Saturn is available for download. The final release, Version 1.2, contains a suite of new analyses for checking type safety and analyzing the heap in large systems. Note that the interfaces in Version 1.2 have changed from 1.1; thus, 1.1 analyses may need some updating to run under 1.2. The most significant difference is in the treatment of aliasing in the memory model. Previously (in 1.1), abstract memory locations were given a single unique name among all the different potential aliases to the location. In 1.2 there is no distinguished name for a memory location and one asks explicit queries to learn whether two names (access paths) may be aliased. This change makes Saturn more consistent with standard approaches for describing alias analysis.
The easiest way to get and install Saturn is to use Philip Guo's fully encapsulated version, built using his tool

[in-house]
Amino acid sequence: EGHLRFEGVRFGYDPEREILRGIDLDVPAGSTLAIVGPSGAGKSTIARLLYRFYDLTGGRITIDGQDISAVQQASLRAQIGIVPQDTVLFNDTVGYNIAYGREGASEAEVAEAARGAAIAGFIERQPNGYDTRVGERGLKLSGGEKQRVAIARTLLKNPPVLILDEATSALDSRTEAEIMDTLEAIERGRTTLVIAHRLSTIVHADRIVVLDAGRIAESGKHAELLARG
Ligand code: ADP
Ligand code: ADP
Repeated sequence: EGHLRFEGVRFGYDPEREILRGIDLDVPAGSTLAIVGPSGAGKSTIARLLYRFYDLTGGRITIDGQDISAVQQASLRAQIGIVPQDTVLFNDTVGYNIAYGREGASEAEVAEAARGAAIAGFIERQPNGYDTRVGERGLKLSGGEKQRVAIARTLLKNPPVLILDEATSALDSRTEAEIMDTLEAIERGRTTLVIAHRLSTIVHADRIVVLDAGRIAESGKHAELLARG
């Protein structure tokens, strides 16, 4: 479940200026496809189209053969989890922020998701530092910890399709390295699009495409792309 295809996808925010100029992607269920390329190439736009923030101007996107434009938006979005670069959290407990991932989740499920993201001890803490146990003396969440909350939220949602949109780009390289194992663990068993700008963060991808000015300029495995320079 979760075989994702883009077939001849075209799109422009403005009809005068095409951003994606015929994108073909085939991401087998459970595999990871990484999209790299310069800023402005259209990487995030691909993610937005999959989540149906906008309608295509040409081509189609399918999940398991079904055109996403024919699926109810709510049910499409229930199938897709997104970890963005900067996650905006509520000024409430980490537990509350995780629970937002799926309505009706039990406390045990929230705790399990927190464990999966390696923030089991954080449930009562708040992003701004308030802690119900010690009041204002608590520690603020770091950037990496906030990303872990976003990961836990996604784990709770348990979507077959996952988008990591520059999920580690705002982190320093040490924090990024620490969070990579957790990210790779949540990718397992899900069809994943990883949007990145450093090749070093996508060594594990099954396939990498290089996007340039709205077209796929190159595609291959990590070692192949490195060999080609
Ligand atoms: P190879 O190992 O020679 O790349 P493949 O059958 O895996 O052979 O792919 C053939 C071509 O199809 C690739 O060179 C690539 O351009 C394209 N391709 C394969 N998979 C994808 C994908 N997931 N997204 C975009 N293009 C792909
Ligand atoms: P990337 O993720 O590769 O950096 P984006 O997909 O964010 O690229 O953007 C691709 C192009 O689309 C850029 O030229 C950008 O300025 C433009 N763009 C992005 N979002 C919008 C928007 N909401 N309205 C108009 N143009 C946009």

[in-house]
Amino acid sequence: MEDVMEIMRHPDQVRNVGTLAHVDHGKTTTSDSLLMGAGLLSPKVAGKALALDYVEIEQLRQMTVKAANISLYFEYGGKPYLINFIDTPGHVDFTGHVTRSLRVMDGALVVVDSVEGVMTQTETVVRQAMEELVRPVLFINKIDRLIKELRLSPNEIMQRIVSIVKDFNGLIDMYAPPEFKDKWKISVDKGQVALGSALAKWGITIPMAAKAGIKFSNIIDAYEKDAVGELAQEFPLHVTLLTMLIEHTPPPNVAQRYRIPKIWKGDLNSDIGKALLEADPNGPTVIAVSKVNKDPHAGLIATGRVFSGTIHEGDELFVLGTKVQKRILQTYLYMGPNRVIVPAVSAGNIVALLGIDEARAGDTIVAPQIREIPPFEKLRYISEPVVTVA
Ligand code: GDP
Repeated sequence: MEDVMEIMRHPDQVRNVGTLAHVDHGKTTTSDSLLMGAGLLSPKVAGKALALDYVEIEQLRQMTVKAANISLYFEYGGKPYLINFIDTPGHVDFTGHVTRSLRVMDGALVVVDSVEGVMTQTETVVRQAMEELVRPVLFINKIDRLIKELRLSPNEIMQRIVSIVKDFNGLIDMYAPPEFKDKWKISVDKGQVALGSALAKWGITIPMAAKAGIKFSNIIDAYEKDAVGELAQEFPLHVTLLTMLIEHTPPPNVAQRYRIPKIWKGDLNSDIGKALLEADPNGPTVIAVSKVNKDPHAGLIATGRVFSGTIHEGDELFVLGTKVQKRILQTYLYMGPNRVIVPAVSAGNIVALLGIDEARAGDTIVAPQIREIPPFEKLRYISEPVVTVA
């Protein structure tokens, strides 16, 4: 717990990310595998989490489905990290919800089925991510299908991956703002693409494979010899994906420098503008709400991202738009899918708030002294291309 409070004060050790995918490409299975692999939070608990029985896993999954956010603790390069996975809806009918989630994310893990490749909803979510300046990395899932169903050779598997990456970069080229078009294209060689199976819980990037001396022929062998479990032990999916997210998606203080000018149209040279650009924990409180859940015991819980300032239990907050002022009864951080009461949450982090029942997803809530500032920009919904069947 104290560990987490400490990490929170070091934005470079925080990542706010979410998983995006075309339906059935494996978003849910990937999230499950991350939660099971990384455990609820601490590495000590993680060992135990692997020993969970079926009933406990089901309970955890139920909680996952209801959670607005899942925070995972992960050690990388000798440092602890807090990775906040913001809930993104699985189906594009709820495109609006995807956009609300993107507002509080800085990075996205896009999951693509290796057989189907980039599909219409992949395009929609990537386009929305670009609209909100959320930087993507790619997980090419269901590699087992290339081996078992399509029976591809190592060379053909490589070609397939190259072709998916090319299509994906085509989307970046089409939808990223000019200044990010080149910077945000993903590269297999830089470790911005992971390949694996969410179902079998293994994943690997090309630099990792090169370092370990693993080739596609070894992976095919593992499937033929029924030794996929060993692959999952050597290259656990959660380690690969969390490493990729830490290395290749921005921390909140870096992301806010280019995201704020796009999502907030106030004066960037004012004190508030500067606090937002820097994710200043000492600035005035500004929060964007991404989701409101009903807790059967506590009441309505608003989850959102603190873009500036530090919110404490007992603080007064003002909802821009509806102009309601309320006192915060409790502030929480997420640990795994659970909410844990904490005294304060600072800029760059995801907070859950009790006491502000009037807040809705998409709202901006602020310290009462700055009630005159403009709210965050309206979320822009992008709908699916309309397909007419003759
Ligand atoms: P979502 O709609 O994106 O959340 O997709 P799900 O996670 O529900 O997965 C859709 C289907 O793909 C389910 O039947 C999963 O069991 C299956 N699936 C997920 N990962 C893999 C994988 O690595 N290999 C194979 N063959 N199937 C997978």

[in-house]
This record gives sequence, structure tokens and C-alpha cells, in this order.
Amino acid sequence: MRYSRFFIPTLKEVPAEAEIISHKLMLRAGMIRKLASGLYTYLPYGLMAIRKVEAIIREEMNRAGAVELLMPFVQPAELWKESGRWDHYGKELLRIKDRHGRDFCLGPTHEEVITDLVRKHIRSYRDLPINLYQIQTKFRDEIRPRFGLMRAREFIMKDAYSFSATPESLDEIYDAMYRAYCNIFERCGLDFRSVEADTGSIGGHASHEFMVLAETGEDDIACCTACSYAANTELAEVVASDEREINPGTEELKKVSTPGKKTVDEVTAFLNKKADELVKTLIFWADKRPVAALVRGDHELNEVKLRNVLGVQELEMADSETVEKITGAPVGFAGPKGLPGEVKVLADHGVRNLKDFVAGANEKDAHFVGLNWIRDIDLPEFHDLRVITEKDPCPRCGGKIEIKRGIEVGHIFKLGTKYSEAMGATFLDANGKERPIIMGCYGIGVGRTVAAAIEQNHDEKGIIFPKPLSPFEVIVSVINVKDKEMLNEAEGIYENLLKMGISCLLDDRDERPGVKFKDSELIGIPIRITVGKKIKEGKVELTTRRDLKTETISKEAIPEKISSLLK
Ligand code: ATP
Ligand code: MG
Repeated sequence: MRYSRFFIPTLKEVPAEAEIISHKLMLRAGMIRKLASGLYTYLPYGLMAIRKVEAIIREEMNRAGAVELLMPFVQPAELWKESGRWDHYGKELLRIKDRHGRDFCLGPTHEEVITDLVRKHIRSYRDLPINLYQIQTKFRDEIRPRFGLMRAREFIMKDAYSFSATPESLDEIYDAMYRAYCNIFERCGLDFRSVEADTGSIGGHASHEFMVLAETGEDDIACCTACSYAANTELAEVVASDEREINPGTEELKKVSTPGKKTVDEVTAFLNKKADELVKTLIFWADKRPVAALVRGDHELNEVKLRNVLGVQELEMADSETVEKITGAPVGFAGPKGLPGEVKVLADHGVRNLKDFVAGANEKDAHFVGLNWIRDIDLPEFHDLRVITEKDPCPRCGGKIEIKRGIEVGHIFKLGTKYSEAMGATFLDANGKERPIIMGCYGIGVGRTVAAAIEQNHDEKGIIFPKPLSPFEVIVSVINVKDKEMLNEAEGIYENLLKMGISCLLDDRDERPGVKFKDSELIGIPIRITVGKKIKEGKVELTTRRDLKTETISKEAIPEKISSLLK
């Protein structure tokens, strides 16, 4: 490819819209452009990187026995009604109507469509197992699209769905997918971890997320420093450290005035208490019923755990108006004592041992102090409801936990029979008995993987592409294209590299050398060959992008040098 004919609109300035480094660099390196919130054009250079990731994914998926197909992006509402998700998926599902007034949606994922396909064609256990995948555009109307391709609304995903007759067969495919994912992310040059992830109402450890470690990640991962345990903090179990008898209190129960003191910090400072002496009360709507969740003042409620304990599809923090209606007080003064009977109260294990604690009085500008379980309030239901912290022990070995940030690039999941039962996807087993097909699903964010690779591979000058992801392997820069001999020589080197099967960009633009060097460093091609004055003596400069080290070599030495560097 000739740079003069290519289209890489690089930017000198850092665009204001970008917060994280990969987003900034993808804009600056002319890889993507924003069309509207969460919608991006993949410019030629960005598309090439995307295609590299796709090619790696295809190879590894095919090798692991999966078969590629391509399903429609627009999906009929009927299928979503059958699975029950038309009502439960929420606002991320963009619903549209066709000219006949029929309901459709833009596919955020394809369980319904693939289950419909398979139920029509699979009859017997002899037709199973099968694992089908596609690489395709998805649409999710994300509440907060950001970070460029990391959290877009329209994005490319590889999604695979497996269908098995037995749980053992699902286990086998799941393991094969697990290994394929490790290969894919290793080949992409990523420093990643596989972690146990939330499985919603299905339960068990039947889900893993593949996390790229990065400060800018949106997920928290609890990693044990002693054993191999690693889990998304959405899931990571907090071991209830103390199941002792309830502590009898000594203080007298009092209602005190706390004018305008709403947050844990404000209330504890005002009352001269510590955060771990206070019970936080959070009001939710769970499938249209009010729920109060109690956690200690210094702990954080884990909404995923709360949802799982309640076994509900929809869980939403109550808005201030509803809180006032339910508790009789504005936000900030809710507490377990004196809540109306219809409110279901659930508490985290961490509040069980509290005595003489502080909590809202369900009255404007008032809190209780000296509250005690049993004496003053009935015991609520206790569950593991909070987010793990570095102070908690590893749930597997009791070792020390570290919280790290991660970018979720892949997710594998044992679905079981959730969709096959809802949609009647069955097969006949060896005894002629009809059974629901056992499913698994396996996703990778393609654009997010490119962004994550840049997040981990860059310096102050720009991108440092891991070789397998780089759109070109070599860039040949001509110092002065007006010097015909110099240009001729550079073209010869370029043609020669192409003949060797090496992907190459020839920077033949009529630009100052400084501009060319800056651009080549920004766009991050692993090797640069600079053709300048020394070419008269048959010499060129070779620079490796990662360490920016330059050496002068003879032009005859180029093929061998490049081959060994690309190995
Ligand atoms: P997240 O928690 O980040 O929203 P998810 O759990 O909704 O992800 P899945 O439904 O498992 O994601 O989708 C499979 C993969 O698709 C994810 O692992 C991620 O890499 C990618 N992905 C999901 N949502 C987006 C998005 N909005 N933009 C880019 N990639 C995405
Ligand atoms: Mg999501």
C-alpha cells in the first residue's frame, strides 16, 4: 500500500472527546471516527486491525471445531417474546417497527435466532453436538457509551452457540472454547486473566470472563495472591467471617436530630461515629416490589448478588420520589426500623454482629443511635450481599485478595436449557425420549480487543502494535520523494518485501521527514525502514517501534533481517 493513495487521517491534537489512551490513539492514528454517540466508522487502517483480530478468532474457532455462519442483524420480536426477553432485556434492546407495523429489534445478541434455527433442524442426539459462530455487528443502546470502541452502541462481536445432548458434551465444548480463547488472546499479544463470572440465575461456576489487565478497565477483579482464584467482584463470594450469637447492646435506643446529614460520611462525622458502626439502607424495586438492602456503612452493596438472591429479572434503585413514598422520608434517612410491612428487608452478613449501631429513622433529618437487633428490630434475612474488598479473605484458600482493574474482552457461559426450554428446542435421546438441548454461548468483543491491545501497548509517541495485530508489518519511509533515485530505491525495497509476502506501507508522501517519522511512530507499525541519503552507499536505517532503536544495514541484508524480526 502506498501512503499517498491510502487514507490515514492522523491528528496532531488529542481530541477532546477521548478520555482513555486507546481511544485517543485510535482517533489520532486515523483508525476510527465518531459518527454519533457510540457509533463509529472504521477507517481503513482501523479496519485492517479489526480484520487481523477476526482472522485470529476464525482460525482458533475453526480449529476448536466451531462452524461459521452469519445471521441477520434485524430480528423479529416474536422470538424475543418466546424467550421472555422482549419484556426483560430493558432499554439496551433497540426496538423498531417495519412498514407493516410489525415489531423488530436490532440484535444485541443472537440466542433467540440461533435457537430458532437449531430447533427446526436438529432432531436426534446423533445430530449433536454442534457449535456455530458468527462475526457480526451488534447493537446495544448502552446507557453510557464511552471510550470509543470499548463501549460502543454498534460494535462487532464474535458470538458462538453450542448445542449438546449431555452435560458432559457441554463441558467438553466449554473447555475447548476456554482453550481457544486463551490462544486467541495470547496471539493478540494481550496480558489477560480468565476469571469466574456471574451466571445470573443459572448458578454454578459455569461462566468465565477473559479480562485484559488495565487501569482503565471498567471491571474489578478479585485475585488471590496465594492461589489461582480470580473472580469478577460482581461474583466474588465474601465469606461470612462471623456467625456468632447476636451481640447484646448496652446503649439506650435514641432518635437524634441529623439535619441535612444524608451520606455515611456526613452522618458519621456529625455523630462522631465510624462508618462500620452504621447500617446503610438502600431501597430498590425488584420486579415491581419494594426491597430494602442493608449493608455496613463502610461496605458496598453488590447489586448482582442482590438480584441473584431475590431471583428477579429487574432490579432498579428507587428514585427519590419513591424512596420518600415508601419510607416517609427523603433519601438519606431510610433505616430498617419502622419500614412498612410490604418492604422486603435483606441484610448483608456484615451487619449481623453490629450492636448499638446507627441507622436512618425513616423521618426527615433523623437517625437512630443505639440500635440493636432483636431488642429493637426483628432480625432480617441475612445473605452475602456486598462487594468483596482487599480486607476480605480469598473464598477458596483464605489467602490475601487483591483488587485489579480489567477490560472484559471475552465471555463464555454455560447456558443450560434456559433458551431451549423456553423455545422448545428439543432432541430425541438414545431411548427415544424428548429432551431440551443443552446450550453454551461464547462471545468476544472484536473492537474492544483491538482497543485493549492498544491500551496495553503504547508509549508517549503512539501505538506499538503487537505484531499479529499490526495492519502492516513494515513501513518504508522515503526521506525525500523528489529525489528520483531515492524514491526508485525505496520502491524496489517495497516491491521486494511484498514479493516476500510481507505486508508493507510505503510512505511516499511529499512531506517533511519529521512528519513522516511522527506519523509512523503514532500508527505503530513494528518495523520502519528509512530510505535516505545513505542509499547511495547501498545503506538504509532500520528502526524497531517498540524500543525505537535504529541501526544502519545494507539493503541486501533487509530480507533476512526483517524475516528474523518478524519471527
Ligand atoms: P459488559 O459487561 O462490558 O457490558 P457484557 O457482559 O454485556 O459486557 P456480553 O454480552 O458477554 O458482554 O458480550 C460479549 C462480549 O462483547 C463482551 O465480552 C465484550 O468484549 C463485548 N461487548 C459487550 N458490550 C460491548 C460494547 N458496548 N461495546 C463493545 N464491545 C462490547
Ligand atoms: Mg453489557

CDEpack. As long as you have a pretty standard Linux configuration, this version will install and just work. You can get Saturn 1.2
If for some reason you really want to install Saturn yourself or use an older version, the links below take you to
all the historical releases.
We strongly encourage anyone using Saturn to subscribe to the mailing lists for announcements about and discussion of Saturn.
- The Saturn infrastructure, including everything necessary to write analyses for C programs.
- A manual with a tutorial and reference documentation. Note: The manual/tutorial have not been updated for version 1.2; if you want to work through the tutorial use version 1.1
- A sound context-, flow-, and partially path-sensitive alias analysis for C, that scales to the entire Linux kernel. A paper on the alias analysis is available.
- An unsound, bug-finding (but nevertheless effective) null dereference analysis for C programs that also scales to Linux (not included in 1.2).